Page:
When SARS-CoV-2 infects a host cell, it effectively rewires the host cell. That is, SARS-CoV-2 flips phosphoprotein switches in the host cell’s signaling circuitry to ensure that the host cell supports viral activities such as replication. That infection should entail rewiring is no surprise. What remains hidden are details such as the identity of the switches that get flipped. If these details could be revealed, the rewiring that sustains SARS-CoV-2 infections could be reversed, possibly by drugs that have already been approved for other purposes.
To make sense of host cell signaling—and reveal drug targets (and, potentially, useful drugs)—scientists at Goethe University and the University Hospital Frankfurt studied how SARS-CoV-2 brings about phosphorylation-driven signaling changes in infected human cells. The scientists, led by Goethe University’s Christian Münch, PhD, and University Hospital Frankfurt’s Jindrich Cinatl, PhD, used a comprehensive approach, whole-cell phosphoproteomics.
By identifying all the proteins that were carrying a phosphate group at a given moment, the scientists gave themselves the opportunity to recognize which proteins participated in the cell signaling events behind SARS-CoV-2 infections. In fact, the scientists determined that during SARS-CoV-2 infections, growth factor receptor (GFR) signaling and downstream pathways are activated.
This discovery, and its implications, were discussed in an article (“Growth factor receptor signaling inhibition prevents SARS-CoV-2 replication”) that recently appeared in Molecular Cell. Besides identifying the signaling pathways that could be targeted to treat COVID-19, the article noted that the pathways could be interrupted by existing drugs. Several such drugs, which happened to be anticancer drugs, were shown to be effective in cell models of COVID-19.
“Here, we determine changes in the cellular phosphoprotein networks upon infection with SARS-CoV-2 to gain insight into infection-induced signaling events,” the article’s authors wrote. “We found extensive rearrangements of cellular signaling pathways, particularly of GFR signaling.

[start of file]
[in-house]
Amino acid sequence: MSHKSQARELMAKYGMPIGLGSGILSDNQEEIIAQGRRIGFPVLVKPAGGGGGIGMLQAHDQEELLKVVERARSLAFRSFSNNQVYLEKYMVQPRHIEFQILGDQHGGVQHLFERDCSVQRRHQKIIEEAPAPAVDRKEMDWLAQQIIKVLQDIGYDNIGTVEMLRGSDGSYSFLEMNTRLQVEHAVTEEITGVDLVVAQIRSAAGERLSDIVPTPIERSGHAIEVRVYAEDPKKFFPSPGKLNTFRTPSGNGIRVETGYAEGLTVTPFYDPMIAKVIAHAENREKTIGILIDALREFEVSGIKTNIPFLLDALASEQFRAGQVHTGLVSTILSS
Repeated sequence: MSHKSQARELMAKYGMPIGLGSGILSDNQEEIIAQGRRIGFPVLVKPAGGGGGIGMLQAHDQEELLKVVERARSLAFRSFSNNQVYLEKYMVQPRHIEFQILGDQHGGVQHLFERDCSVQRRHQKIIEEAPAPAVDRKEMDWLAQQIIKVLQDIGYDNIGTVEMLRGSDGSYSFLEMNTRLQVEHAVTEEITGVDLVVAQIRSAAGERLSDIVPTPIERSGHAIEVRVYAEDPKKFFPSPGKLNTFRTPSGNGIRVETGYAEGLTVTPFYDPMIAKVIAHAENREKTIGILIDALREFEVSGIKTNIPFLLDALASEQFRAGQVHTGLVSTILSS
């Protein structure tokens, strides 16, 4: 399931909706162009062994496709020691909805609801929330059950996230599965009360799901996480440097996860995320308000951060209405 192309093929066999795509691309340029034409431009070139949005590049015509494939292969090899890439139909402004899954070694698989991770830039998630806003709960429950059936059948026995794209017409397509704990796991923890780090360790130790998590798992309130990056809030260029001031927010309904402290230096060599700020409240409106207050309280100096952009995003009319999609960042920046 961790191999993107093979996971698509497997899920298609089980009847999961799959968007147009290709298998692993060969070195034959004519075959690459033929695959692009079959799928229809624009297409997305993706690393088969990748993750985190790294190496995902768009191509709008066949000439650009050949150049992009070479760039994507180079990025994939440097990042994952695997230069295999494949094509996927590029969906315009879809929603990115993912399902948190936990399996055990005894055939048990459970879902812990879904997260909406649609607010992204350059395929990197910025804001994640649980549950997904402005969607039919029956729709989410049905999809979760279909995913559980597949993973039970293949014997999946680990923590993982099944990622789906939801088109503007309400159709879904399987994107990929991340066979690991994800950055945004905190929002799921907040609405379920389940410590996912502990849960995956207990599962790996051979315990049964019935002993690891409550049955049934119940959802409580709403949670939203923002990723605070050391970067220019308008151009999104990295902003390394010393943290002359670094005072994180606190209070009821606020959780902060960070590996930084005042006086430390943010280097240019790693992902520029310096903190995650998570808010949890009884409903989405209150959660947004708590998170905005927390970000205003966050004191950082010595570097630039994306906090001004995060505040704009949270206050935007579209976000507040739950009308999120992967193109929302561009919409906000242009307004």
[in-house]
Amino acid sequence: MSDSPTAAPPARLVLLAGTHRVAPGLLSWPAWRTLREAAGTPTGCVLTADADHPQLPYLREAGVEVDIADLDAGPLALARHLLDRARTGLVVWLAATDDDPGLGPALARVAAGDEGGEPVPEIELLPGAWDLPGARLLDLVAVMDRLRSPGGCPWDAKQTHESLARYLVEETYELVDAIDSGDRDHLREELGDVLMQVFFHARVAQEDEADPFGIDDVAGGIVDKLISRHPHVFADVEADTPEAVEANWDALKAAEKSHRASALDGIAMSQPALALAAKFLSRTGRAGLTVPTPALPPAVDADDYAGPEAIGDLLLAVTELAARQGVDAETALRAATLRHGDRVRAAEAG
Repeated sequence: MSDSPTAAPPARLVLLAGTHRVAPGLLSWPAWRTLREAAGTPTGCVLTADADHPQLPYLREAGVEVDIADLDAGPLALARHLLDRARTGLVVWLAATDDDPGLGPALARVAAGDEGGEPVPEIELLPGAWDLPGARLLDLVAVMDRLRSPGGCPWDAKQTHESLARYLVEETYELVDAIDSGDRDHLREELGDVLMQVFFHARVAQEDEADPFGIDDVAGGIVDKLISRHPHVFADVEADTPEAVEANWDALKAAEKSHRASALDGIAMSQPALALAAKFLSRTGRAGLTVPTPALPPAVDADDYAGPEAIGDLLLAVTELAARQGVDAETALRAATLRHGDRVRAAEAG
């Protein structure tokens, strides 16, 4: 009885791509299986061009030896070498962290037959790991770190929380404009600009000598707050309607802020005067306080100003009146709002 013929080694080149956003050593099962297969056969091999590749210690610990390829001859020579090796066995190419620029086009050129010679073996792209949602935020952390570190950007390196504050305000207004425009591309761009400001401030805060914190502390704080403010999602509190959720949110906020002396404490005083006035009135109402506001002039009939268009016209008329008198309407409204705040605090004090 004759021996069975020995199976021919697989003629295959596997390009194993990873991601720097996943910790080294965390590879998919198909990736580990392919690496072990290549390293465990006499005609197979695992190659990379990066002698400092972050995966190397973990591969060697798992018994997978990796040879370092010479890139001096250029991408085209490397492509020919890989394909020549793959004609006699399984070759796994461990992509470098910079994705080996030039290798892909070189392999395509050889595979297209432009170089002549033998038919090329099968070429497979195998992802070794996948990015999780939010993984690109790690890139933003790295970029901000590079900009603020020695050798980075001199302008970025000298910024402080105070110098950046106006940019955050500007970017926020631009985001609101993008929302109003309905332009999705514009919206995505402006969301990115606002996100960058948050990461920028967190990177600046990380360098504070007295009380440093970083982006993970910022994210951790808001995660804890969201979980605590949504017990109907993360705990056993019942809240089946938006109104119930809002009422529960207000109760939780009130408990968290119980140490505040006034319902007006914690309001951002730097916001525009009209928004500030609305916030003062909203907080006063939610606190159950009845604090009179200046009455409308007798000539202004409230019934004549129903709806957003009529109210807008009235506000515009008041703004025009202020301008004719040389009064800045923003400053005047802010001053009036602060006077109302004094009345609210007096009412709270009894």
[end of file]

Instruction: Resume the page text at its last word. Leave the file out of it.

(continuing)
“Strikingly, inhibiting GFR signaling using prominent (anticancer) drugs—namely pictilisib, omipalisib, RO5126766, lonafarnib, and sorafenib—prevented SARS-CoV-2 replication in vitro, assessed by cytopathic effect and viral RNA replication and release. These compounds prevented replication at clinically achievable concentrations.”
“Due to their clinical availability, these drugs,” the scientists maintained, “could be rapidly transitioned towards clinical trials to test their feasibility as COVID-19 treatment options.”
Phosphate groups play an important biochemical role in the transmission of signals within the cell to stimulate molecular processes that sustain metabolisms or culminate in activities such as cell growth. The phosphate groups are often attached to proteins or removed to control activity. In this process, a change in the protein triggers the next one and the signal is transmitted in a signaling cascade. The target is usually the cell nucleus, where genes are switched on or off.
By conducting a comprehensive survey of phosphate group changes that occur during a SARS-CoV-2 infection, the scientists ascertained which signaling pathways were relevant. Moreover, the scientists could supply mechanistic rationales for how signal-adjusting SARS-CoV-2 drugs might work, rationales that are seldom available if suggestions for signal-adjusting SARS-CoV-2 drugs come from bioinformatic analyses of genetics or cellular data.
“The signaling pathways of the growth factors can be blocked precisely at the point where the signal from outside the cell docks onto a signal receiver—a growth factor receptor,” said Münch. “There are, however, a number of very effective cancer drugs that interrupt growth factor signaling pathways slightly further down the cascade, through which the signals of different growth factor receptors are blocked. We’ve tested five of these substances on our cells, and all five led to a complete stop of SARS-CoV-2 replication.”
“We conducted our experiments on cultivated cells in the laboratory,” added Cinatl. “This means that the results cannot be transferred to humans without further tests. However, from trials with other infectious viruses, we know that viruses often alter signaling pathways in their human host cells and that this is important for virus replication. At the same time, already approved drugs have a gigantic lead in terms of development so that it would be possible—on the basis of our results and just a few more experiments—to start clinical studies very quickly.”